Water Conservation in South Africa – Water is Life

Water is a remarkable substance – central to life, it feeds our nations, drives our industry, washes away our troubles, quenches our thirst, and brings beauty and pleasure into our lives.
water saving
South Africa is a country that, contrary to belief, does not have an abundant supply of water and could well be described as a semi desert region with a water shortage.

The average rainfall of South Africa is 397mm, compared with a world average of 860mm.


The distribution of water on the earth
Salt Water 97%
Brackish Water 0,4%
Fresh Water 2,6%
  • Icecaps, Glaciers
2,0%
  • Ground Water
    (Water found underground)
0,59%
  • Rivers, Lakes
    (Surface Water)
0,01%
  • Atmosphere, Biomass
0,001%

From the table above, only 0,60% fresh water on earth is available for human consumption and the environment. It will therefore be a wise decision to use this resource efficiently.

Nelson Mandela once said:
“We in South Africa have ourselves faced hard questions and had to make hard choices in this regard. We know that political freedom alone is still not enough if you lack clean water. Freedom alone is not enough without light to read at night, without time or access to water to irrigate your farm, without the ability to catch fish to feed your family. For this reason the struggle for sustainable development nearly equals the struggle for political freedom. They can grow together or they can unravel each other. Threats to our governments in the century ahead will come from poverty, if anything.”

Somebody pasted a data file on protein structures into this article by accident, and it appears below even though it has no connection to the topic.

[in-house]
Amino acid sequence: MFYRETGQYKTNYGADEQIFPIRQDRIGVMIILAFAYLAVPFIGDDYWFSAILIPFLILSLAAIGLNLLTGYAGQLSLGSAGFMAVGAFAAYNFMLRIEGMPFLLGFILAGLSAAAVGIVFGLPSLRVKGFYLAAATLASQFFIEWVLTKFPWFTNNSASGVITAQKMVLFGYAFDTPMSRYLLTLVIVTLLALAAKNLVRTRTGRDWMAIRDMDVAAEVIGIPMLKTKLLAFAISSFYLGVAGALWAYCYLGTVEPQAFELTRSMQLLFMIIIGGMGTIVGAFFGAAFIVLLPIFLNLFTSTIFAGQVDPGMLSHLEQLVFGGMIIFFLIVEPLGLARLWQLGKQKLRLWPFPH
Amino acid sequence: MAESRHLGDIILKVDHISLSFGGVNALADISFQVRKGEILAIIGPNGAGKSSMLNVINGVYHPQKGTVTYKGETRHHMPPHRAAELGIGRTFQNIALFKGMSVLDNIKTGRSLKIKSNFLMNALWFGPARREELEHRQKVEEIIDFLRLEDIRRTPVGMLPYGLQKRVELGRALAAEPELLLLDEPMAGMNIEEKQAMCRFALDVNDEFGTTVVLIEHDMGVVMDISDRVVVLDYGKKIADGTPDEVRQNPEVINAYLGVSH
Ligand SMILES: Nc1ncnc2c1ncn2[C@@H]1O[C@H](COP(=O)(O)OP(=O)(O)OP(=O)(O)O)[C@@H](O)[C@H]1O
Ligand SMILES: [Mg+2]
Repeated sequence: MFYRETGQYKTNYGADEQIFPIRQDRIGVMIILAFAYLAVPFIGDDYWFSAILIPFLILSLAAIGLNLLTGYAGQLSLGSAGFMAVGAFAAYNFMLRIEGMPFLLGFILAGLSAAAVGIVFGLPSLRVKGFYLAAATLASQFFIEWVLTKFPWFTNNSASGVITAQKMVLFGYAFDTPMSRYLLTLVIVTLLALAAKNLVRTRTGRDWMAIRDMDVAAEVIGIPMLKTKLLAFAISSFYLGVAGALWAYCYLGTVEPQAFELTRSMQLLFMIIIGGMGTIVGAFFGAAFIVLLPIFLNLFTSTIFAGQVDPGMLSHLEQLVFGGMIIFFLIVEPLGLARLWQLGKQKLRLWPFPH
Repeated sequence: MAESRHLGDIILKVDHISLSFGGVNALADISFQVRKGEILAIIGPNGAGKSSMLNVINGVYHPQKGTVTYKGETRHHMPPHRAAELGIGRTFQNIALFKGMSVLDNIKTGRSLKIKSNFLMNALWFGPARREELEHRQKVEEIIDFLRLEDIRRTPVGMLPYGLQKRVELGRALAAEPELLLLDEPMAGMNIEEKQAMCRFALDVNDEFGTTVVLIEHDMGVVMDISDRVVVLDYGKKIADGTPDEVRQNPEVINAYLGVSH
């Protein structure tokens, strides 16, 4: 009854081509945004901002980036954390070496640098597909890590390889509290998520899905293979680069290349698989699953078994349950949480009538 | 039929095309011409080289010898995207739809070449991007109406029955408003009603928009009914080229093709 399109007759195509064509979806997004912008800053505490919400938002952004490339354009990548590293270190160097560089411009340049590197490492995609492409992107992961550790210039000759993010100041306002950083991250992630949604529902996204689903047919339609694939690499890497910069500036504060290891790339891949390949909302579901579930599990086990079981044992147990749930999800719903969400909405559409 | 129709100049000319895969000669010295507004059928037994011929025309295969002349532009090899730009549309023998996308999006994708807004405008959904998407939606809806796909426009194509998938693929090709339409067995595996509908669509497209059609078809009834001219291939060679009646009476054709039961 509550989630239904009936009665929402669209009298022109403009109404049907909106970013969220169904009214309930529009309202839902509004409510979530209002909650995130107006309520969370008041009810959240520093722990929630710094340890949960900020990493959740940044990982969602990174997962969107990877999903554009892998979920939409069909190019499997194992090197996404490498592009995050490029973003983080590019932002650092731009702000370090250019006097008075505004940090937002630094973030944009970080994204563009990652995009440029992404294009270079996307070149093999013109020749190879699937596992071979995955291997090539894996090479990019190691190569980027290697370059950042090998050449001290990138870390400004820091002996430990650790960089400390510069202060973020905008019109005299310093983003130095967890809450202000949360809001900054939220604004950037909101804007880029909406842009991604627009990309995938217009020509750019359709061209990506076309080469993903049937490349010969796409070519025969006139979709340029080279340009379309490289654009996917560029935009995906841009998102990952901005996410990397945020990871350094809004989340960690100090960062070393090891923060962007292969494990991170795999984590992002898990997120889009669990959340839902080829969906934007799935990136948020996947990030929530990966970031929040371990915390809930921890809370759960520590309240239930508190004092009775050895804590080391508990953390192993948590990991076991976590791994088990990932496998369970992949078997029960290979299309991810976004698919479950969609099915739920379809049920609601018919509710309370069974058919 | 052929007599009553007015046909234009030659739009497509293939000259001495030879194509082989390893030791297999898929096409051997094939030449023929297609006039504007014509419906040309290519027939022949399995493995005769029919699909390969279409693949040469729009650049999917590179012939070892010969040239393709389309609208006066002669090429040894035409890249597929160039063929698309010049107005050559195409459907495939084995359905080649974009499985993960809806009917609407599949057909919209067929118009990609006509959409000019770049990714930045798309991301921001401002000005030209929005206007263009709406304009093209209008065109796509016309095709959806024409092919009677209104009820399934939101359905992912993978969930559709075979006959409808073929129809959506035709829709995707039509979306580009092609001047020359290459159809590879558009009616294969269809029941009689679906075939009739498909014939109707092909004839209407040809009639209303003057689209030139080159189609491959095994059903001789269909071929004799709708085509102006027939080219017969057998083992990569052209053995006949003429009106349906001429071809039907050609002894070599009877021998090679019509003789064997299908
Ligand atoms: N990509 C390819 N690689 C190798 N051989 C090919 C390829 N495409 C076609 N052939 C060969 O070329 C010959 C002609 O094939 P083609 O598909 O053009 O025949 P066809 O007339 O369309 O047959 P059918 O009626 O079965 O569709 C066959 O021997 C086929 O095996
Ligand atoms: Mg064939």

(Sustainable development is the development that meets the needs and aspirations of the current generation without compromising the ability to meet those of future generations).

To overcome this struggle between sustainable development and political freedom we have a responsibility to use our limited water resources equitably, and in ways that will not reduce their quality and usefulness for future users, or cause harm to the environment.

Factors contributing to a serious water crisis in South Africa are:

  • Our increasing human population leads to an increase in water consumption – many of whom who do not have adequate access to water.
  • Water loss through a high evaporation rate.
  • Siltation of dams.
  • An increase in droughts (Maybe a cause of global climate change, due to pollution?)

Situations will change and decisions in strategic matters will need to take our natural resources into consideration. Responsible management is the core of sustainable development.

The question arises whether water consumers in South Africa appreciate its relative scarcity in our country and exercise appropriate responsibility in its use and minimize the negative impacts of our activities.

Source: SAAF Environmental Services by Barbara Schreiner (abbreviated)

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